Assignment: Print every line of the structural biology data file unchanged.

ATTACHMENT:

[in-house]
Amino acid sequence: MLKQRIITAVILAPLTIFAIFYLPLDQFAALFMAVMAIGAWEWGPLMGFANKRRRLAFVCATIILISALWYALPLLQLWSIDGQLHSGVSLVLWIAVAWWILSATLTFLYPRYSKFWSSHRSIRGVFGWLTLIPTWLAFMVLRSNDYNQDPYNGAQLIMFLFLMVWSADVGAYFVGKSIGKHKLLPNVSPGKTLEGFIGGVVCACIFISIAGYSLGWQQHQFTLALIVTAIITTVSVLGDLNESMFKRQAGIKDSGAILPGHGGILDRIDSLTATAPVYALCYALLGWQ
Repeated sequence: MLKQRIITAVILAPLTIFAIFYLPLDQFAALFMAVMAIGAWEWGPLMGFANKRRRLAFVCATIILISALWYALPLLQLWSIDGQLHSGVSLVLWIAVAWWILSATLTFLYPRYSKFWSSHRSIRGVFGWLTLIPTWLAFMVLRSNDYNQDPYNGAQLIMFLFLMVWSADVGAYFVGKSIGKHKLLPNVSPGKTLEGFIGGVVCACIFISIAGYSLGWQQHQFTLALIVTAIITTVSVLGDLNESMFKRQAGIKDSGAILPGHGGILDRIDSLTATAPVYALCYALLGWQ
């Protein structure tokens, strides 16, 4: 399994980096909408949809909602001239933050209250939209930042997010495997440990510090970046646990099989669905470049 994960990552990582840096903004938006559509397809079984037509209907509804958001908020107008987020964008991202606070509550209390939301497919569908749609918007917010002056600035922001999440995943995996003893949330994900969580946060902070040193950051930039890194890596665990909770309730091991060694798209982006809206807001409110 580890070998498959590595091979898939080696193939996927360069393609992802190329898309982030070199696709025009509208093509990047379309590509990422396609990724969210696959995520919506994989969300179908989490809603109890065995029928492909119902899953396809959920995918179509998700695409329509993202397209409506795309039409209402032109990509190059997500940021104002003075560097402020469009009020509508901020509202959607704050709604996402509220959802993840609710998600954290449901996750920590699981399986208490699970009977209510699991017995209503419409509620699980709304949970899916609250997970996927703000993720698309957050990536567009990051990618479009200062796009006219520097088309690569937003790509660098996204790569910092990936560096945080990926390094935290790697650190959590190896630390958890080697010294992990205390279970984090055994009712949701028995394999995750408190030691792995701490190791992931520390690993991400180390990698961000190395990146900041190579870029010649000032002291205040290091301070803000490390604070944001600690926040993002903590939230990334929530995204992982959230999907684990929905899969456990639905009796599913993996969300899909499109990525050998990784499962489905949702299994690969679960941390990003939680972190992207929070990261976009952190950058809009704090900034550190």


[in-house]
Amino acid sequence: MLKQRIITAVILAPLTIFAIFYLPLDQFAALFMAVMAIGAWEWGPLMGFANKRRRLAFVCATIILISALWYALPLLQLWSIDGQLHSGVSLVLWIAVAWWILSATLTFLYPRYSKFWSSHRSIRGVFGWLTLIPTWLAFMVLRSNDYNQDPYNGAQLIMFLFLMVWSADVGAYFVGKSIGKHKLLPNVSPGKTLEGFIGGVVCACIFISIAGYSLGWQQHQFTLALIVTAIITTVSVLGDLNESMFKRQAGIKDSGAILPGHGGILDRIDSLTATAPVYALCYALLGWQ
Repeated sequence: MLKQRIITAVILAPLTIFAIFYLPLDQFAALFMAVMAIGAWEWGPLMGFANKRRRLAFVCATIILISALWYALPLLQLWSIDGQLHSGVSLVLWIAVAWWILSATLTFLYPRYSKFWSSHRSIRGVFGWLTLIPTWLAFMVLRSNDYNQDPYNGAQLIMFLFLMVWSADVGAYFVGKSIGKHKLLPNVSPGKTLEGFIGGVVCACIFISIAGYSLGWQQHQFTLALIVTAIITTVSVLGDLNESMFKRQAGIKDSGAILPGHGGILDRIDSLTATAPVYALCYALLGWQ
């Protein structure tokens, strides 16, 4: 399994980096909408949809909602001239933050209250939209930042997010495997440990510090970046646990099989669905470049 994960990552990582840096903004938006559509397809079984037509209907509804958001908020107008987020964008991202606070509550209390939301497919569908749609918007917010002056600035922001999440995943995996003893949330994900969580946060902070040193950051930039890194890596665990909770309730091991060694798209982006809206807001409110 580890070998498959590595091979898939080696193939996927360069393609992802190329898309982030070199696709025009509208093509990047379309590509990422396609990724969210696959995520919506994989969300179908989490809603109890065995029928492909119902899953396809959920995918179509998700695409329509993202397209409506795309039409209402032109990509190059997500940021104002003075560097402020469009009020509508901020509202959607704050709604996402509220959802993840609710998600954290449901996750920590699981399986208490699970009977209510699991017995209503419409509620699980709304949970899916609250997970996927703000993720698309957050990536567009990051990618479009200062796009006219520097088309690569937003790509660098996204790569910092990936560096945080990926390094935290790697650190959590190896630390958890080697010294992990205390279970984090055994009712949701028995394999995750408190030691792995701490190791992931520390690993991400180390990698961000190395990146900041190579870029010649000032002291205040290091301070803000490390604070944001600690926040993002903590939230990334929530995204992982959230999907684990929905899969456990639905009796599913993996969300899909499109990525050998990784499962489905949702299994690969679960941390990003939680972190992207929070990261976009952190950058809009704090900034550190």